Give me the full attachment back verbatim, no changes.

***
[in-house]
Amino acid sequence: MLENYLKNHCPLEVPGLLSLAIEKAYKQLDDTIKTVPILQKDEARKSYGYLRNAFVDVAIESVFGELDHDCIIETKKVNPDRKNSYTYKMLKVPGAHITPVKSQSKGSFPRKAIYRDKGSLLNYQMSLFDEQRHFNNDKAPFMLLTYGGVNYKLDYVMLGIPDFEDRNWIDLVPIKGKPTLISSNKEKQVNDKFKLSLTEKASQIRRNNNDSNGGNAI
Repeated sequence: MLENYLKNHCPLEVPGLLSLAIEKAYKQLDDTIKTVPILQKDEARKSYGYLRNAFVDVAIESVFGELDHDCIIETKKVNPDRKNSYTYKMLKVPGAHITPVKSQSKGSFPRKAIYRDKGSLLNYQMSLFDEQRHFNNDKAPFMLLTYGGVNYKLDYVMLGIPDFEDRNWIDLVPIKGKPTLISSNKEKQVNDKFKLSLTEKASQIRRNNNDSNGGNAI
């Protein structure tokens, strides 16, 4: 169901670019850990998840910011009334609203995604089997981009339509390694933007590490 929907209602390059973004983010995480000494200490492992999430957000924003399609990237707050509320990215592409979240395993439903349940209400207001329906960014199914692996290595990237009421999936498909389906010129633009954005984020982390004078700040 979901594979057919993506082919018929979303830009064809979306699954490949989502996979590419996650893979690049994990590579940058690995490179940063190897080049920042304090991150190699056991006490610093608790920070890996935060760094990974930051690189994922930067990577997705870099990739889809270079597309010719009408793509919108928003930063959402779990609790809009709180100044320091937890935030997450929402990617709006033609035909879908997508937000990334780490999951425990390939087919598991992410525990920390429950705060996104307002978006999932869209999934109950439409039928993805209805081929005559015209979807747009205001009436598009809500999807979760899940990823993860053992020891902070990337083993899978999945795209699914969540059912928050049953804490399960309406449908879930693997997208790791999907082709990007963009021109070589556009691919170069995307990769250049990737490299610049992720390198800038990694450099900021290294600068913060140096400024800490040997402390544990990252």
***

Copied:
[in-house]
Amino acid sequence: MLENYLKNHCPLEVPGLLSLAIEKAYKQLDDTIKTVPILQKDEARKSYGYLRNAFVDVAIESVFGELDHDCIIETKKVNPDRKNSYTYKMLKVPGAHITPVKSQSKGSFPRKAIYRDKGSLLNYQMSLFDEQRHFNNDKAPFMLLTYGGVNYKLDYVMLGIPDFEDRNWIDLVPIKGKPTLISSNKEKQVNDKFKLSLTEKASQIRRNNNDSNGGNAI
Repeated sequence: MLENYLKNHCPLEVPGLLSLAIEKAYKQLDDTIKTVPILQKDEARKSYGYLRNAFVDVAIESVFGELDHDCIIETKKVNPDRKNSYTYKMLKVPGAHITPVKSQSKGSFPRKAIYRDKGSLLNYQMSLFDEQRHFNNDKAPFMLLTYGGVNYKLDYVMLGIPDFEDRNWIDLVPIKGKPTLISSNKEKQVNDKFKLSLTEKASQIRRNNNDSNGGNAI
């Protein structure tokens, strides 16, 4: 169901670019850990998840910011009334609203995604089997981009339509390694933007590490 929907209602390059973004983010995480000494200490492992999430957000924003399609990237707050509320990215592409979240395993439903349940209400207001329906960014199914692996290595990237009421999936498909389906010129633009954005984020982390004078700040 979901594979057919993506082919018929979303830009064809979306699954490949989502996979590419996650893979690049994990590579940058690995490179940063190897080049920042304090991150190699056991006490610093608790920070890996935060760094990974930051690189994922930067990577997705870099990739889809270079597309010719009408793509919108928003930063959402779990609790809009709180100044320091937890935030997450929402990617709006033609035909879908997508937000990334780490999951425990390939087919598991992410525990920390429950705060996104307002978006999932869209999934109950439409039928993805209805081929005559015209979807747009205001009436598009809500999807979760899940990823993860053992020891902070990337083993899978999945795209699914969540059912928050049953804490399960309406449908879930693997997208790791999907082709990007963009021109070589556009691919170069995307990769250049990737490299610049992720390198800038990694450099900021290294600068913060140096400024800490040997402390544990990252």